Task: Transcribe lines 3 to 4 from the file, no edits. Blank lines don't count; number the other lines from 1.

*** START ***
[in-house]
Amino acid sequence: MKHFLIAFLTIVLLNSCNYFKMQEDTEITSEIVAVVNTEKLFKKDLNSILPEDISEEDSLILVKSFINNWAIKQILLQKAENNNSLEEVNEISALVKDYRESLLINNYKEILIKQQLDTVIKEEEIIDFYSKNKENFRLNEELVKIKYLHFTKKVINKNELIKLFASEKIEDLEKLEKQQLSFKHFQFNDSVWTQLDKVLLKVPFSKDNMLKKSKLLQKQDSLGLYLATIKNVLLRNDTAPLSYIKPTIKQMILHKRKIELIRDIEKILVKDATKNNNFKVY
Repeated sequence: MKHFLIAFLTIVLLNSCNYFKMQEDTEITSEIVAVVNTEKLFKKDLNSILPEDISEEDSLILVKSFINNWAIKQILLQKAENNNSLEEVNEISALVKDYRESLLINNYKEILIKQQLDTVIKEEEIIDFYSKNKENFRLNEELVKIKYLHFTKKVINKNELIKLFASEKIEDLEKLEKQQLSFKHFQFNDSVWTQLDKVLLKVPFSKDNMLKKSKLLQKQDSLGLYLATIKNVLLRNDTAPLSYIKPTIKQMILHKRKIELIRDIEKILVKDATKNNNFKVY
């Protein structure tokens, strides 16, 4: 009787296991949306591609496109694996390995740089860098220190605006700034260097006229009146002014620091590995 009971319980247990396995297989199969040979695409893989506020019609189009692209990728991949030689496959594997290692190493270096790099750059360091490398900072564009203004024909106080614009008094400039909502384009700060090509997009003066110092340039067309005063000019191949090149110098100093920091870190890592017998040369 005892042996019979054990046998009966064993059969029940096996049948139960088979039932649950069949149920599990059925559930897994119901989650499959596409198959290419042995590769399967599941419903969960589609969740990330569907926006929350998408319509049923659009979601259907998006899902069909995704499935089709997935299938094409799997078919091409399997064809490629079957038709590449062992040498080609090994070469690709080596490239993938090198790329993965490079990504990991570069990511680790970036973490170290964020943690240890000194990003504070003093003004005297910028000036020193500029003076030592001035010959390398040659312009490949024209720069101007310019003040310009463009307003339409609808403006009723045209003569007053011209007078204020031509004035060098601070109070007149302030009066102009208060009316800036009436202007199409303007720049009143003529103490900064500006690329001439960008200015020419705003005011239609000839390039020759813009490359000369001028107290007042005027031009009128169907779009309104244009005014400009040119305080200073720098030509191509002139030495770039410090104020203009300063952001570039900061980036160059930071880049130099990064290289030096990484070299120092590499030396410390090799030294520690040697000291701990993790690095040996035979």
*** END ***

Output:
Repeated sequence: MKHFLIAFLTIVLLNSCNYFKMQEDTEITSEIVAVVNTEKLFKKDLNSILPEDISEEDSLILVKSFINNWAIKQILLQKAENNNSLEEVNEISALVKDYRESLLINNYKEILIKQQLDTVIKEEEIIDFYSKNKENFRLNEELVKIKYLHFTKKVINKNELIKLFASEKIEDLEKLEKQQLSFKHFQFNDSVWTQLDKVLLKVPFSKDNMLKKSKLLQKQDSLGLYLATIKNVLLRNDTAPLSYIKPTIKQMILHKRKIELIRDIEKILVKDATKNNNFKVY
């Protein structure tokens, strides 16, 4: 009787296991949306591609496109694996390995740089860098220190605006700034260097006229009146002014620091590995 009971319980247990396995297989199969040979695409893989506020019609189009692209990728991949030689496959594997290692190493270096790099750059360091490398900072564009203004024909106080614009008094400039909502384009700060090509997009003066110092340039067309005063000019191949090149110098100093920091870190890592017998040369 005892042996019979054990046998009966064993059969029940096996049948139960088979039932649950069949149920599990059925559930897994119901989650499959596409198959290419042995590769399967599941419903969960589609969740990330569907926006929350998408319509049923659009979601259907998006899902069909995704499935089709997935299938094409799997078919091409399997064809490629079957038709590449062992040498080609090994070469690709080596490239993938090198790329993965490079990504990991570069990511680790970036973490170290964020943690240890000194990003504070003093003004005297910028000036020193500029003076030592001035010959390398040659312009490949024209720069101007310019003040310009463009307003339409609808403006009723045209003569007053011209007078204020031509004035060098601070109070007149302030009066102009208060009316800036009436202007199409303007720049009143003529103490900064500006690329001439960008200015020419705003005011239609000839390039020759813009490359000369001028107290007042005027031009009128169907779009309104244009005014400009040119305080200073720098030509191509002139030495770039410090104020203009300063952001570039900061980036160059930071880049130099990064290289030096990484070299120092590499030396410390090799030294520690040697000291701990993790690095040996035979």